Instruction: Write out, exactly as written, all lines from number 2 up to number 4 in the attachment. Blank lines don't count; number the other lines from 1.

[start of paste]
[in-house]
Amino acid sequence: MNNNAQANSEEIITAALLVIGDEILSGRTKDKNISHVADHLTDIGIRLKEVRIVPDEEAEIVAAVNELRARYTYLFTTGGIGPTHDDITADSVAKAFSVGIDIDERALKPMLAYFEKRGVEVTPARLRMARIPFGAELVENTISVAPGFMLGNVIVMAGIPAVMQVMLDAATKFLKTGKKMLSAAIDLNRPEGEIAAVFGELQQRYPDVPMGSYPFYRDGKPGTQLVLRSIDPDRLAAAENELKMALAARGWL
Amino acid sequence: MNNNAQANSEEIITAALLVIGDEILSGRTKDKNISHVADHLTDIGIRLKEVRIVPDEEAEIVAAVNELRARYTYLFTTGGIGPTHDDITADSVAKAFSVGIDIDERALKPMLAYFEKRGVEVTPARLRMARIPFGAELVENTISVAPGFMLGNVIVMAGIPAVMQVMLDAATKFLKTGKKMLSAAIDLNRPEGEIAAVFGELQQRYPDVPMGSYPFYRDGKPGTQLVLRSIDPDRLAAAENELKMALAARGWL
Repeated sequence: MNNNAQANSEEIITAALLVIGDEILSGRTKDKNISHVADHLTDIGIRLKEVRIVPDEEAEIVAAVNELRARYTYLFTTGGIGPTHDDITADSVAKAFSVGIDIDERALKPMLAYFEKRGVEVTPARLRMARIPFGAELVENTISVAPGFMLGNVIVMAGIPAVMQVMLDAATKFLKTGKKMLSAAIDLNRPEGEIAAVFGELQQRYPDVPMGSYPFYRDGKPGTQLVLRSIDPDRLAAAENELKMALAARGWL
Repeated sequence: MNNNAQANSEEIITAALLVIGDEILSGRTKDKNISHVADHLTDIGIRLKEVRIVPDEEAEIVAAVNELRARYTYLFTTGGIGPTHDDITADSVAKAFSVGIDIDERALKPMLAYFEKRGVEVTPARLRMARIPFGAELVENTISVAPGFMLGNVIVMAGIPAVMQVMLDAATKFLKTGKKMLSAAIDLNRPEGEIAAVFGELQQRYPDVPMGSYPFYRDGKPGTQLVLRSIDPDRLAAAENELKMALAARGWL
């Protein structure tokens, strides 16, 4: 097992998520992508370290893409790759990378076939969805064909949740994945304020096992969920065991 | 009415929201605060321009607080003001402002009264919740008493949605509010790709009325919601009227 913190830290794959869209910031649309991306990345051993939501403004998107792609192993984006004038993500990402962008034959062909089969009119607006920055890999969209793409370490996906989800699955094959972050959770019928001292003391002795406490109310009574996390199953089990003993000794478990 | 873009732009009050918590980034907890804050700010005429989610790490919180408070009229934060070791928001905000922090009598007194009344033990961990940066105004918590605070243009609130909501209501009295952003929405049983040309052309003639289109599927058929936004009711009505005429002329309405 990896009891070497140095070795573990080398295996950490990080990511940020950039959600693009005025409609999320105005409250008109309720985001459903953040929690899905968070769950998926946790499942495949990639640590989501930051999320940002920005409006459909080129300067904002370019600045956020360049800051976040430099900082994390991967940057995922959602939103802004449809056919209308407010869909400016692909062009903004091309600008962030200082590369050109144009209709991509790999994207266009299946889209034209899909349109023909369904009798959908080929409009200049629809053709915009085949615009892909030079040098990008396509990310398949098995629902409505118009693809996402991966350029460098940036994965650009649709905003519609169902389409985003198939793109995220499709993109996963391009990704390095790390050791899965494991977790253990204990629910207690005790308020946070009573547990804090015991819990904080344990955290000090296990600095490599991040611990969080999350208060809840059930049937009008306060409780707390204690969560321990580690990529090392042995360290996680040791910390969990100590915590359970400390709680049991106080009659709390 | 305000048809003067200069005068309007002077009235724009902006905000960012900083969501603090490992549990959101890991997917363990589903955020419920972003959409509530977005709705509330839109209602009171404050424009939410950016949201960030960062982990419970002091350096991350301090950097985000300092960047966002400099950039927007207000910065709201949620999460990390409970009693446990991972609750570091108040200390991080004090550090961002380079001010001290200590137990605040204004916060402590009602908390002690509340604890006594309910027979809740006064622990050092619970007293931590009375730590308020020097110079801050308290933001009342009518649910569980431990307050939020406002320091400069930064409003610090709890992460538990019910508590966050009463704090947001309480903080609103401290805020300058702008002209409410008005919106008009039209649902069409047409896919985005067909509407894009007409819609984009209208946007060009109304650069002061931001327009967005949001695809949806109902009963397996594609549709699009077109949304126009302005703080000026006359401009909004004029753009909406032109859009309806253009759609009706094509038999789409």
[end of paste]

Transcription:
Amino acid sequence: MNNNAQANSEEIITAALLVIGDEILSGRTKDKNISHVADHLTDIGIRLKEVRIVPDEEAEIVAAVNELRARYTYLFTTGGIGPTHDDITADSVAKAFSVGIDIDERALKPMLAYFEKRGVEVTPARLRMARIPFGAELVENTISVAPGFMLGNVIVMAGIPAVMQVMLDAATKFLKTGKKMLSAAIDLNRPEGEIAAVFGELQQRYPDVPMGSYPFYRDGKPGTQLVLRSIDPDRLAAAENELKMALAARGWL
Amino acid sequence: MNNNAQANSEEIITAALLVIGDEILSGRTKDKNISHVADHLTDIGIRLKEVRIVPDEEAEIVAAVNELRARYTYLFTTGGIGPTHDDITADSVAKAFSVGIDIDERALKPMLAYFEKRGVEVTPARLRMARIPFGAELVENTISVAPGFMLGNVIVMAGIPAVMQVMLDAATKFLKTGKKMLSAAIDLNRPEGEIAAVFGELQQRYPDVPMGSYPFYRDGKPGTQLVLRSIDPDRLAAAENELKMALAARGWL
Repeated sequence: MNNNAQANSEEIITAALLVIGDEILSGRTKDKNISHVADHLTDIGIRLKEVRIVPDEEAEIVAAVNELRARYTYLFTTGGIGPTHDDITADSVAKAFSVGIDIDERALKPMLAYFEKRGVEVTPARLRMARIPFGAELVENTISVAPGFMLGNVIVMAGIPAVMQVMLDAATKFLKTGKKMLSAAIDLNRPEGEIAAVFGELQQRYPDVPMGSYPFYRDGKPGTQLVLRSIDPDRLAAAENELKMALAARGWL